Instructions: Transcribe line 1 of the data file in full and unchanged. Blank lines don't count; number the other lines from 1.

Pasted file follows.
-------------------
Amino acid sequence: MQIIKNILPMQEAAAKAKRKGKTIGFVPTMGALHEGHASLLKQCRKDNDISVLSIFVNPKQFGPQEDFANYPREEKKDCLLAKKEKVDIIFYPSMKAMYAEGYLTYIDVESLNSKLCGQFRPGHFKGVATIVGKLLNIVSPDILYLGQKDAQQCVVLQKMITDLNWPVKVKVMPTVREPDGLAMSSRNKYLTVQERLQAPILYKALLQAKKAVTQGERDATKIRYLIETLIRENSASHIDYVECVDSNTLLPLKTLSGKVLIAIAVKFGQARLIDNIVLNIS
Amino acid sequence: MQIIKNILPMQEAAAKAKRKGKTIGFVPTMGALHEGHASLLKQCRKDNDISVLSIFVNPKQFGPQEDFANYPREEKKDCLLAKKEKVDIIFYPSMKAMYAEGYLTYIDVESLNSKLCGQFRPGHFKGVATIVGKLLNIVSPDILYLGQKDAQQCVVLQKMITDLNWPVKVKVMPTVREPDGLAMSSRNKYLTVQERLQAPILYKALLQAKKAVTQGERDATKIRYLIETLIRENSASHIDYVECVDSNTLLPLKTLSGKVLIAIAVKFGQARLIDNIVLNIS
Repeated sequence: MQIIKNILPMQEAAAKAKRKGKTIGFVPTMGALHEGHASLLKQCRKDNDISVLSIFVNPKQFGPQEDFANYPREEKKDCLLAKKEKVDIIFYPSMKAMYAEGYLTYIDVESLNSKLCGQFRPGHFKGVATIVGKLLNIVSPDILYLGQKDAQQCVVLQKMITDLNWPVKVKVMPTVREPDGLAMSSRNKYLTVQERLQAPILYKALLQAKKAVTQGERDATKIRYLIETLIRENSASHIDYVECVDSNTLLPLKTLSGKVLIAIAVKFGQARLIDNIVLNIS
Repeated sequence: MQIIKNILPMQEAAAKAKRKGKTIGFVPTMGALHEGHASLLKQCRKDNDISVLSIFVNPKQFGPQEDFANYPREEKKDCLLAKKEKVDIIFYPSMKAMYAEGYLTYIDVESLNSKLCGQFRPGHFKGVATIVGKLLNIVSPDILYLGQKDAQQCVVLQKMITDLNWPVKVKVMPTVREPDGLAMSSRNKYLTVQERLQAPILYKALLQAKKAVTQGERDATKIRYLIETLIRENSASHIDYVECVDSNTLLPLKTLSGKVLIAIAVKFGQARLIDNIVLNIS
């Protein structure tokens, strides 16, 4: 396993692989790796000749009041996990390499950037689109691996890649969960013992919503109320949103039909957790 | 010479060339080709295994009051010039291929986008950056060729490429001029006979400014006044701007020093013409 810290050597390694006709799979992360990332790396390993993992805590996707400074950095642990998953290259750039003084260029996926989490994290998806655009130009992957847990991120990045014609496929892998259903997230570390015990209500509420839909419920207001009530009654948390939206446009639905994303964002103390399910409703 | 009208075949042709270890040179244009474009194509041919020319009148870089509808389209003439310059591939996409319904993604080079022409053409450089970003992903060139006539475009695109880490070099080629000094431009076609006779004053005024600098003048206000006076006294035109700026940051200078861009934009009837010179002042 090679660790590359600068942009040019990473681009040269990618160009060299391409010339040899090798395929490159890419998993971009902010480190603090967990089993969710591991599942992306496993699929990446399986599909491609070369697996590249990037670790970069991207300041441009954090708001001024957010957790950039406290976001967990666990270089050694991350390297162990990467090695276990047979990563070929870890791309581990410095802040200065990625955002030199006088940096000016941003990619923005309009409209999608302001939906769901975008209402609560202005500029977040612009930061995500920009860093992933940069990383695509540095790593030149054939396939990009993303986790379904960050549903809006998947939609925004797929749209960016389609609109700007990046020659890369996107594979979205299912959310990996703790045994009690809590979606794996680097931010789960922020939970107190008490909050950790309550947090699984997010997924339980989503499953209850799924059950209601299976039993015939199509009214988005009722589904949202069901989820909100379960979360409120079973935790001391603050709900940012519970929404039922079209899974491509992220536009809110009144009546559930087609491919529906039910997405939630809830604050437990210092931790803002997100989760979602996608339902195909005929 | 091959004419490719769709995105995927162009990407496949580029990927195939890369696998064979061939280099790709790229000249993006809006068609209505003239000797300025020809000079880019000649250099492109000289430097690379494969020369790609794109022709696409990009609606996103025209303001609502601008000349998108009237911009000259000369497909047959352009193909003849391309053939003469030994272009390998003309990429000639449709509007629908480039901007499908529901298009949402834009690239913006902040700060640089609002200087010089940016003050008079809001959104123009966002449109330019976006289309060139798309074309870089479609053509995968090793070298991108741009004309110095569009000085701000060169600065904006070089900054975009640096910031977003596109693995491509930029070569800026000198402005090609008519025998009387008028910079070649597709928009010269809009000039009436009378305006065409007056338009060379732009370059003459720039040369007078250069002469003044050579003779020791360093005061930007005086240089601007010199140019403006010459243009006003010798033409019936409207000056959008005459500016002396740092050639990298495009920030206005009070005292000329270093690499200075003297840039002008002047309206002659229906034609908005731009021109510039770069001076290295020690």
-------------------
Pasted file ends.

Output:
Amino acid sequence: MQIIKNILPMQEAAAKAKRKGKTIGFVPTMGALHEGHASLLKQCRKDNDISVLSIFVNPKQFGPQEDFANYPREEKKDCLLAKKEKVDIIFYPSMKAMYAEGYLTYIDVESLNSKLCGQFRPGHFKGVATIVGKLLNIVSPDILYLGQKDAQQCVVLQKMITDLNWPVKVKVMPTVREPDGLAMSSRNKYLTVQERLQAPILYKALLQAKKAVTQGERDATKIRYLIETLIRENSASHIDYVECVDSNTLLPLKTLSGKVLIAIAVKFGQARLIDNIVLNIS